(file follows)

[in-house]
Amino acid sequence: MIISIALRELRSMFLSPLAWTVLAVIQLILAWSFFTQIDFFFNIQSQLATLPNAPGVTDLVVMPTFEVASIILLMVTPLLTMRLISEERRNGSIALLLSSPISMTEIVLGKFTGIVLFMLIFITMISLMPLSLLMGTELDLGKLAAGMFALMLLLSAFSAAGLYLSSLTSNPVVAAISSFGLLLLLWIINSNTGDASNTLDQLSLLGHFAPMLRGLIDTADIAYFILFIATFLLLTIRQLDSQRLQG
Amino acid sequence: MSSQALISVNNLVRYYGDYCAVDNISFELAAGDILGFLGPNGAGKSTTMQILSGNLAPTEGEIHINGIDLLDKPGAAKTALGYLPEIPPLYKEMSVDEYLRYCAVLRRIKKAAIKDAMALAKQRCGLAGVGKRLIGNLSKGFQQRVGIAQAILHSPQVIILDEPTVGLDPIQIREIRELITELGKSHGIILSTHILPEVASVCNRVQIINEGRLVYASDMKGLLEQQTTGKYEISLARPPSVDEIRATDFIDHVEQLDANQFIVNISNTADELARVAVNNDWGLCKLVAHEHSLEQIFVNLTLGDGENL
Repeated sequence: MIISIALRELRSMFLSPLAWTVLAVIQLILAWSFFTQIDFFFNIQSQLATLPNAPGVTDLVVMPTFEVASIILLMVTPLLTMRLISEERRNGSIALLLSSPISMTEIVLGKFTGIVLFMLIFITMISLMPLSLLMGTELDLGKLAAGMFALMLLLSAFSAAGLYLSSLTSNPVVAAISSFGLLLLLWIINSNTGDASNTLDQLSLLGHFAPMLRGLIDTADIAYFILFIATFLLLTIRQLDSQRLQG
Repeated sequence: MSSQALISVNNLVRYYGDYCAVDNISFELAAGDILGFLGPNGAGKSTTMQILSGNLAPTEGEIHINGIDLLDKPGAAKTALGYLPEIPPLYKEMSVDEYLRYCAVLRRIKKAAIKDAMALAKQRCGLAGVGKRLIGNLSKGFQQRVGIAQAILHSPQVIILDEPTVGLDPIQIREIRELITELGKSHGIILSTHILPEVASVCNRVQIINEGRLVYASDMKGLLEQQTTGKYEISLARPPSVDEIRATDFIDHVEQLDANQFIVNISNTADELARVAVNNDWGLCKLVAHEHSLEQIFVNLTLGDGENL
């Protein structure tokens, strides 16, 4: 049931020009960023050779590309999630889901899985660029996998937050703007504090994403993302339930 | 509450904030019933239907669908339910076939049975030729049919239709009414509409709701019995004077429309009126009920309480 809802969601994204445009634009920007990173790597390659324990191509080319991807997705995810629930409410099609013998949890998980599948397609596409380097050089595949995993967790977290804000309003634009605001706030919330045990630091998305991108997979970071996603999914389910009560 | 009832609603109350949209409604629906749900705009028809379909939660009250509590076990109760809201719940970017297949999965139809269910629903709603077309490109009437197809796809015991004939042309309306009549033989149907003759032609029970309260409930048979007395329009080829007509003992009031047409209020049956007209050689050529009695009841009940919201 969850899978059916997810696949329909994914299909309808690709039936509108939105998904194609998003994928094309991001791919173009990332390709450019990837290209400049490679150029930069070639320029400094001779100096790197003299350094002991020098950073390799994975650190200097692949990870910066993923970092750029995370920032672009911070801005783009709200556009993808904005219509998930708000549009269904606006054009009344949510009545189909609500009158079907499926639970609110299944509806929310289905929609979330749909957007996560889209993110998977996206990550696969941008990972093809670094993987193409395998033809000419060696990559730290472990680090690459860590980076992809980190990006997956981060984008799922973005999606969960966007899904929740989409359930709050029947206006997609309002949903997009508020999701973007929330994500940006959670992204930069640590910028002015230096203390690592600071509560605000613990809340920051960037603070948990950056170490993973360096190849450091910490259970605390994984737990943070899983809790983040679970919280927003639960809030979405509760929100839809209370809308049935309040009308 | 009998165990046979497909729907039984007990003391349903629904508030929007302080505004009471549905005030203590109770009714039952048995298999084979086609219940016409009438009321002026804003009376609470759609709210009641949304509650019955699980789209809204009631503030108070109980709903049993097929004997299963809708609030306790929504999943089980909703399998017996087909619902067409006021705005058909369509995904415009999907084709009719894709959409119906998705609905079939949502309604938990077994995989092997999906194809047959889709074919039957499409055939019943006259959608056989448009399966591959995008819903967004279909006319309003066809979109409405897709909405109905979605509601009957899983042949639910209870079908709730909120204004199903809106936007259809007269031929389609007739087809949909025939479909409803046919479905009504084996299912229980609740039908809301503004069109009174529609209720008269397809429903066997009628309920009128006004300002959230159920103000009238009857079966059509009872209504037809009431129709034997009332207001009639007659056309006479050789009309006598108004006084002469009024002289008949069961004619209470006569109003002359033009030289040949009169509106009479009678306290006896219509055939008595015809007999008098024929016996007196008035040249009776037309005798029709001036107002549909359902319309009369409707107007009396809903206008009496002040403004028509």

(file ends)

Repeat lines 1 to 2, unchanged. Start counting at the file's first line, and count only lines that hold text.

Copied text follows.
[in-house]
Amino acid sequence: MIISIALRELRSMFLSPLAWTVLAVIQLILAWSFFTQIDFFFNIQSQLATLPNAPGVTDLVVMPTFEVASIILLMVTPLLTMRLISEERRNGSIALLLSSPISMTEIVLGKFTGIVLFMLIFITMISLMPLSLLMGTELDLGKLAAGMFALMLLLSAFSAAGLYLSSLTSNPVVAAISSFGLLLLLWIINSNTGDASNTLDQLSLLGHFAPMLRGLIDTADIAYFILFIATFLLLTIRQLDSQRLQG